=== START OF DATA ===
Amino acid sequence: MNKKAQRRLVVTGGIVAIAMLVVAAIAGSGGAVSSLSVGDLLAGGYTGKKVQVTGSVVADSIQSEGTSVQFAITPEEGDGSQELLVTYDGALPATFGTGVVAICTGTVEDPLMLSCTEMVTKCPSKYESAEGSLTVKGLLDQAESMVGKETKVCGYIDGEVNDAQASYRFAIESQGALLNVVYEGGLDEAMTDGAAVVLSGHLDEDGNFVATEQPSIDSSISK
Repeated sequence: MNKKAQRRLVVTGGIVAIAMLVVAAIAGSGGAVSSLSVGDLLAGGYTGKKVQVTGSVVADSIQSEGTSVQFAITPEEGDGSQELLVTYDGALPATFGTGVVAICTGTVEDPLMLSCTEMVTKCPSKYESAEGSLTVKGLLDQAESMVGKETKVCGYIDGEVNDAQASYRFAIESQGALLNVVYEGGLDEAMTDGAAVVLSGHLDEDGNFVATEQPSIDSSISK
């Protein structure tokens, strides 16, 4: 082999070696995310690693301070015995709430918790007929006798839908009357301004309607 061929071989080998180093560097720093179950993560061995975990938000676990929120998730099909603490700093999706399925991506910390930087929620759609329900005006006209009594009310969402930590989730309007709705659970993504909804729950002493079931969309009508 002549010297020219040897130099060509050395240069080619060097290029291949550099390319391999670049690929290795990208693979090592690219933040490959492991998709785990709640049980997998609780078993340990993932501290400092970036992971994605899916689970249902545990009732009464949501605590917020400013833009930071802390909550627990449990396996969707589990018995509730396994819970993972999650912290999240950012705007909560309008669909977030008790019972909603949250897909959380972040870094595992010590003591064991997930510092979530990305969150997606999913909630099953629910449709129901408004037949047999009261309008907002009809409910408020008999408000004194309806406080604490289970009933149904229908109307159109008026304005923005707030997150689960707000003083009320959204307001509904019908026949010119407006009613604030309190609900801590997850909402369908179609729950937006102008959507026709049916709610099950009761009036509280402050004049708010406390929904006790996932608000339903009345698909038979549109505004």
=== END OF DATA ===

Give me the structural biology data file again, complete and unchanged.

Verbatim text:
Amino acid sequence: MNKKAQRRLVVTGGIVAIAMLVVAAIAGSGGAVSSLSVGDLLAGGYTGKKVQVTGSVVADSIQSEGTSVQFAITPEEGDGSQELLVTYDGALPATFGTGVVAICTGTVEDPLMLSCTEMVTKCPSKYESAEGSLTVKGLLDQAESMVGKETKVCGYIDGEVNDAQASYRFAIESQGALLNVVYEGGLDEAMTDGAAVVLSGHLDEDGNFVATEQPSIDSSISK
Repeated sequence: MNKKAQRRLVVTGGIVAIAMLVVAAIAGSGGAVSSLSVGDLLAGGYTGKKVQVTGSVVADSIQSEGTSVQFAITPEEGDGSQELLVTYDGALPATFGTGVVAICTGTVEDPLMLSCTEMVTKCPSKYESAEGSLTVKGLLDQAESMVGKETKVCGYIDGEVNDAQASYRFAIESQGALLNVVYEGGLDEAMTDGAAVVLSGHLDEDGNFVATEQPSIDSSISK
């Protein structure tokens, strides 16, 4: 082999070696995310690693301070015995709430918790007929006798839908009357301004309607 061929071989080998180093560097720093179950993560061995975990938000676990929120998730099909603490700093999706399925991506910390930087929620759609329900005006006209009594009310969402930590989730309007709705659970993504909804729950002493079931969309009508 002549010297020219040897130099060509050395240069080619060097290029291949550099390319391999670049690929290795990208693979090592690219933040490959492991998709785990709640049980997998609780078993340990993932501290400092970036992971994605899916689970249902545990009732009464949501605590917020400013833009930071802390909550627990449990396996969707589990018995509730396994819970993972999650912290999240950012705007909560309008669909977030008790019972909603949250897909959380972040870094595992010590003591064991997930510092979530990305969150997606999913909630099953629910449709129901408004037949047999009261309008907002009809409910408020008999408000004194309806406080604490289970009933149904229908109307159109008026304005923005707030997150689960707000003083009320959204307001509904019908026949010119407006009613604030309190609900801590997850909402369908179609729950937006102008959507026709049916709610099950009761009036509280402050004049708010406390929904006790996932608000339903009345698909038979549109505004």